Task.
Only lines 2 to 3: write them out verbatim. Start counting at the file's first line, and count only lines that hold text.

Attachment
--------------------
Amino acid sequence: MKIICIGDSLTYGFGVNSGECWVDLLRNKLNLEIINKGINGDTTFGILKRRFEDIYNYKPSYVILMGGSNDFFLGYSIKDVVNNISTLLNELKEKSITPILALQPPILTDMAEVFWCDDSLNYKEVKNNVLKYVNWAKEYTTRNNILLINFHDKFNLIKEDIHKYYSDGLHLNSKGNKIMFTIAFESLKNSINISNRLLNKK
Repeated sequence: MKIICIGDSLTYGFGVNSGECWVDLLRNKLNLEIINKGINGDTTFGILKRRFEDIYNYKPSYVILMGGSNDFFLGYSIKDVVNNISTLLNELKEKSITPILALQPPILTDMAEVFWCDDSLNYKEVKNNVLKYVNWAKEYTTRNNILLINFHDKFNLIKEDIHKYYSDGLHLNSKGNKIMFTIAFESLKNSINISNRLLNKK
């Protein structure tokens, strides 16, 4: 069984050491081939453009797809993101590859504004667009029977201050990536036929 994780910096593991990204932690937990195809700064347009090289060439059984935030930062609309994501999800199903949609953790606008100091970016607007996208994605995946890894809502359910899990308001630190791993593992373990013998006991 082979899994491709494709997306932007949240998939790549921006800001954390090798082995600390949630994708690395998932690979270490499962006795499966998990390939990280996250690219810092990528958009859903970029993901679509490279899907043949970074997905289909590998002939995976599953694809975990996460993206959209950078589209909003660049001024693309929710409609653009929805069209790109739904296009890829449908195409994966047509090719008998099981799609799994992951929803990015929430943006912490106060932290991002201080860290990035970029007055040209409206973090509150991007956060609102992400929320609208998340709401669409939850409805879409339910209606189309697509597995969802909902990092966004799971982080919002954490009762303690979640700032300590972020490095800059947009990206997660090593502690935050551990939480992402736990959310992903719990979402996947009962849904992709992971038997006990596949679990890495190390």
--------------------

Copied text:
Repeated sequence: MKIICIGDSLTYGFGVNSGECWVDLLRNKLNLEIINKGINGDTTFGILKRRFEDIYNYKPSYVILMGGSNDFFLGYSIKDVVNNISTLLNELKEKSITPILALQPPILTDMAEVFWCDDSLNYKEVKNNVLKYVNWAKEYTTRNNILLINFHDKFNLIKEDIHKYYSDGLHLNSKGNKIMFTIAFESLKNSINISNRLLNKK
């Protein structure tokens, strides 16, 4: 069984050491081939453009797809993101590859504004667009029977201050990536036929 994780910096593991990204932690937990195809700064347009090289060439059984935030930062609309994501999800199903949609953790606008100091970016607007996208994605995946890894809502359910899990308001630190791993593992373990013998006991 082979899994491709494709997306932007949240998939790549921006800001954390090798082995600390949630994708690395998932690979270490499962006795499966998990390939990280996250690219810092990528958009859903970029993901679509490279899907043949970074997905289909590998002939995976599953694809975990996460993206959209950078589209909003660049001024693309929710409609653009929805069209790109739904296009890829449908195409994966047509090719008998099981799609799994992951929803990015929430943006912490106060932290991002201080860290990035970029007055040209409206973090509150991007956060609102992400929320609208998340709401669409939850409805879409339910209606189309697509597995969802909902990092966004799971982080919002954490009762303690979640700032300590972020490095800059947009990206997660090593502690935050551990939480992402736990959310992903719990979402996947009962849904992709992971038997006990596949679990890495190390």